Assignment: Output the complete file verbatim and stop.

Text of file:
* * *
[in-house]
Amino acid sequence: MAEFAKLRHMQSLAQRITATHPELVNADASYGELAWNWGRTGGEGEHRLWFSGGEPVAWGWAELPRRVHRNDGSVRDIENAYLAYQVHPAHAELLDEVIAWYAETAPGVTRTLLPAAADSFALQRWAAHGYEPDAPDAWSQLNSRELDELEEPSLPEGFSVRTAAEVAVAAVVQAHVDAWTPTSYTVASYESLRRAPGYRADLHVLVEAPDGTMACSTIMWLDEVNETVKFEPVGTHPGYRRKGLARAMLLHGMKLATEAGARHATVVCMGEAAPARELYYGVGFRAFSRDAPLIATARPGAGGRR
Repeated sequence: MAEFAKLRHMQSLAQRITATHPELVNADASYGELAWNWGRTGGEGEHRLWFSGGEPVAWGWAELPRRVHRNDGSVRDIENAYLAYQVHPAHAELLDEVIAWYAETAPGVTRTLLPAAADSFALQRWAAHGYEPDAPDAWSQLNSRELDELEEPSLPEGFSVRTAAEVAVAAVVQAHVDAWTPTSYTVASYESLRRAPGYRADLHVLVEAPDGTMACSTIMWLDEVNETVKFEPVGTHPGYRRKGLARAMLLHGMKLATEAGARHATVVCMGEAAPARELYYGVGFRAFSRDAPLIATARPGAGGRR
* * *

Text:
[in-house]
Amino acid sequence: MAEFAKLRHMQSLAQRITATHPELVNADASYGELAWNWGRTGGEGEHRLWFSGGEPVAWGWAELPRRVHRNDGSVRDIENAYLAYQVHPAHAELLDEVIAWYAETAPGVTRTLLPAAADSFALQRWAAHGYEPDAPDAWSQLNSRELDELEEPSLPEGFSVRTAAEVAVAAVVQAHVDAWTPTSYTVASYESLRRAPGYRADLHVLVEAPDGTMACSTIMWLDEVNETVKFEPVGTHPGYRRKGLARAMLLHGMKLATEAGARHATVVCMGEAAPARELYYGVGFRAFSRDAPLIATARPGAGGRR
Repeated sequence: MAEFAKLRHMQSLAQRITATHPELVNADASYGELAWNWGRTGGEGEHRLWFSGGEPVAWGWAELPRRVHRNDGSVRDIENAYLAYQVHPAHAELLDEVIAWYAETAPGVTRTLLPAAADSFALQRWAAHGYEPDAPDAWSQLNSRELDELEEPSLPEGFSVRTAAEVAVAAVVQAHVDAWTPTSYTVASYESLRRAPGYRADLHVLVEAPDGTMACSTIMWLDEVNETVKFEPVGTHPGYRRKGLARAMLLHGMKLATEAGARHATVVCMGEAAPARELYYGVGFRAFSRDAPLIATARPGAGGRR